The Elizabethan Mind is a book I’ve awaited with excitement. Some years back, I was fortunate to hear Helen Hackett present her work on what would become this book at a symposium held in honour of my supervisor and friend, Alison Thorne. To my delight, the text not only met but exceeded my expectations. Readers will welcome this refreshing account of an Elizabethan age seething with views on how the mind functioned, was organised, could be afflicted by illness, passions, and even race, or reordered and shaped according to devotional or educational practices.
The title might appear contentious, calling to mind Tillyard’s much-deconstructed Elizabethan World Picture. Was there just one monolithic “Elizabethan mind”? Indeed not. Hackett excels in showing the range of experiences, from philosophers and authors to women of varying ranks to Black Africans, which might be identified from contemporary writings as intellectually important.
The Elizabethan Mind is, in fact, Interested less in what Elizabethans thought than about how they thought about their thoughts: how they perceived the organisation of the mind; how they assimilated existing and produced new knowledge; how they considered the roles of mental illness (whether wrought from within or without), love, passion, and reason. How did our ancestors perceive the mind as expressed by behaviour, whether abnormal, affected, or verbal? How did they imagine each other’s minds? What did they read that informed their views, and what did they write expressing them? Hackett deftly tackles all of these questions.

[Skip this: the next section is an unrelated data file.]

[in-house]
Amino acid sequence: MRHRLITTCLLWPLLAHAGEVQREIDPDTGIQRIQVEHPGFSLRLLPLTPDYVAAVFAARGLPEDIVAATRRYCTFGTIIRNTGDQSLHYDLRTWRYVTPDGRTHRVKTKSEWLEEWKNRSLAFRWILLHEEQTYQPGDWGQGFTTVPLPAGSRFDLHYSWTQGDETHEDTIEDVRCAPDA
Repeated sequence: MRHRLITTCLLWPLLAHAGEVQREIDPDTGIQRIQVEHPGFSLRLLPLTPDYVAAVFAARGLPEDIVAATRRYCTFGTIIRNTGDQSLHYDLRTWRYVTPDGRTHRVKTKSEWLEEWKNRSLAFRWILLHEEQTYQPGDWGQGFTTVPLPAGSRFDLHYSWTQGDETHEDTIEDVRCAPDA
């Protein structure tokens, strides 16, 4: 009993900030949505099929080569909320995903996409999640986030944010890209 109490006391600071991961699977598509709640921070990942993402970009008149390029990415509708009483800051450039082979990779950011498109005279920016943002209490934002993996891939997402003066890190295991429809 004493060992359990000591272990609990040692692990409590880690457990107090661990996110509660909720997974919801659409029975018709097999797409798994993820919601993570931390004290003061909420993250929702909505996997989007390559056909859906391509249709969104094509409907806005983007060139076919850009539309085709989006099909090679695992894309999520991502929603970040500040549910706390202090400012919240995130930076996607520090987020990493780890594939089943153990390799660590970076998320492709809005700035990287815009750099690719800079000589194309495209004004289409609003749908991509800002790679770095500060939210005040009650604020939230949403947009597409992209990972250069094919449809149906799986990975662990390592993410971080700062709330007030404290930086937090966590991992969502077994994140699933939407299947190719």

The scope of the work is exceptional, ranging from plays (well- and lesser-known), letters, medieval reissues, and classical translations. Via this comprehensive approach, Hackett skilfully demonstrates that anxieties about and interest in the interior world – and its relationship with the material world – were not confined to lecture theatres; they were subjects of popular, lively debate: an early modern equivalent to the modern boom in self-help, pop-psychology, and counselling. Almost every page contains new and intriguing revelations and readings: witness the discussion of contemporary medicine’s recognition of “witty melancholy” – a perceived link between emotion and mental states and artistic and intellectual brilliance (which preempts the Romantic poets by centuries).
These anxieties found their expression and exploration on the stage, of course, and readers will be treated to sensitive readings of the plays (and thereby introduced to the developing popular culture of the day); but so too were they disagreed over by scholars and reflected upon in terms of poetry and life-writing. As Hackett shows, Elizabethans of all stripes were aware of – and unsure of – their sense of selfhood in the state and wider world.
The thesis of The Elizabethan Mind is that understanding how early modern – particularly late-Elizabethan – individuals conceptualised the mind can shed new light on the age’s literature. But this is not simply a work of literary criticism; Hackett goes beyond that and thus widens her potential readership. The book is academic in complexity and richness, but the writing style is sufficiently lively and engaging to ensure broad appeal. In fact, it ought to be required reading not just for students of literary and philosophical histories but for historical novelists and lovers of Tudor era culture, literature and thought. It is a triumphant, textually-informed history not only of the mind but of how it constructed and reconstructed race, gender, faith, madness, and emotion; in plumbing the Elizabethan mind, Hackett invites us all to think about the wonderful, ever-shifting idea of thought.
The Elizabethan Mind: Searching for the Self in an Age of Uncertainty by Helen Hackett is out now and published by Yale University Press.